As a result, our in vivo study of extralesional microvascular OCTA and microstructural OCT provided evidence supporting that CMV could infect the retina in two manners. Firstly, the infection might initiate from the retinal vessels (IBRB) in the inner retina and then spread downward to the RPE. Secondly, the choroid and RPE (OBRB) might alternatively be the first target infected by the virus which spread in the opposite direction to the former. Invernizzi, et al., described two patterns of structural OCT of CMVR lesions: (1) carvernous necrosis with intact choriocapillaris and RPE, and (2) full-thickness retinitis with RPE and choriocapillaris involvement14. Their findings also suggested the two modes of CMV infecting the retina.

Although it is used worldwide, there has been no standard regimen for intravitreal ganciclovir treatment in CMVR. The optimal regimen should balance between efficacy, treatment burden and potential retinal toxicity from prolonged and repeated injections22,23,24. The regimen used in this study has been demonstrated to be clinically effective and safe25. Nevertheless, no studies have evaluated the effects of intravitreal ganciclovir on microvascular retinal blood flow. There were a few case reports describing ischemic retinal events after intravitreal ganciclovir injections26,27. In our study, the decrease in VD found in CMVR eyes at baseline occurred before treatment and it remained stable through the follow-up period with multiple intravitreal ganciclovir injections in between (Fig. 2 and Table 3) This indicated that our regimen of intravitreal ganciclovir injection did not have significant effects on the VD.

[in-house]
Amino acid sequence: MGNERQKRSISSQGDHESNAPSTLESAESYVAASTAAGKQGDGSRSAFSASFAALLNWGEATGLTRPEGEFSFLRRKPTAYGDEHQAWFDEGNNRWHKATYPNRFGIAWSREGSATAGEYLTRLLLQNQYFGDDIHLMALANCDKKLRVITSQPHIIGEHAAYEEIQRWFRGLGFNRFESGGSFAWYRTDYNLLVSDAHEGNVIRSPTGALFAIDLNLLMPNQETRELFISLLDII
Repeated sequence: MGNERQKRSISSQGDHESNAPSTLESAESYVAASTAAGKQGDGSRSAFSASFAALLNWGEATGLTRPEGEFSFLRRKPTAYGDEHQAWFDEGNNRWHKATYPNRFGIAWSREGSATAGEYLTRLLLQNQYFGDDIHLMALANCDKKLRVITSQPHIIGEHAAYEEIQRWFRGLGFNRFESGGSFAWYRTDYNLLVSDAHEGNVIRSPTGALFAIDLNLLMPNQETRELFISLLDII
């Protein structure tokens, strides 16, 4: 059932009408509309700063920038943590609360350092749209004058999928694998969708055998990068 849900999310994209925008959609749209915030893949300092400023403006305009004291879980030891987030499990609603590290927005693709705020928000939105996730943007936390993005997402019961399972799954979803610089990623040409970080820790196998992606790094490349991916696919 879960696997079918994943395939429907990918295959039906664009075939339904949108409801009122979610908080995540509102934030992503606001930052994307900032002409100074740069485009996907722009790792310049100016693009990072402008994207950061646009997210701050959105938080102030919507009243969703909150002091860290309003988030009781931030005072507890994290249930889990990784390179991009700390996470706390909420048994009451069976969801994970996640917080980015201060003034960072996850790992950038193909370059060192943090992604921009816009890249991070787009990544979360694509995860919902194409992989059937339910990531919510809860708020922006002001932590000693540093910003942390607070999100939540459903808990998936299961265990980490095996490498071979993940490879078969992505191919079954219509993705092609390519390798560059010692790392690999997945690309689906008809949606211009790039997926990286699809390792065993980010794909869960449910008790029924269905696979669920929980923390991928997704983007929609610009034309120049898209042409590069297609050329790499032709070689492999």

This is a pilot study and there are some limitations. The sample size was small as the disease is relatively uncommon and several patients were excluded due to retinal detachment. The macular area evaluable by OCTA was small. Only 6 × 6 mm central area was assessed and our results may not represent the pathology for the whole retina. CMVR patients were usually immunocompromised and other coexisting systemic diseases might have effects on the retinal microvasculature and VD analysis. However, we performed the analysis comparing between the CMVR eyes and the unaffected fellow eyes of the same individuals, which eliminated confounding effects of the coexisting systemic diseases.

OCTA artefacts could have affected our VD asnalysis. Concerning this, we employed careful strategies to obtain good quality images including SQ threshold of at least 6, meticulous adjustment of segmentation errors and avoidance of areas with significant shadowing by vitreous floaters. Vitreous haze could also affect our results. However, all included patients showed only mild vitritis with vitreous haze grade 0 to 1. Significant differences between mean VD of the affected and unaffected fellow eyes were still observed either with or without (results not shown) adjusting for vitreous haze, indicating low effects of vitreous haze on our results. Moreover, the decrease in VD remained persist during treatment with improvement of the CMVR lesions and clearing of vitritis.

Repeatability and reproducibility of OCTA VD measurements were found to be high but variability of the measurements should also be taken into consideration when interpreting the result28,29. More studies with larger sample size and wider field of OCT/OCTA are needed to confirm and further explore our findings.

In summary, this study demonstrated a decrease of macular capillary VD in eyes with CMVR wherever the lesions were located. Extralesional microstructural macular abnormalities could also be detected in these eyes. Our results suggested that these patients might have subnormal visual functions even though the visual acuity was normal. Further studies of other visual functions such as contrast sensitivity and microperimetry in these eyes would be useful. This study also provided interesting insights into CMV infection of the retina, which would lead to better understanding and subsequent therapeutic improvement of this devastating disease.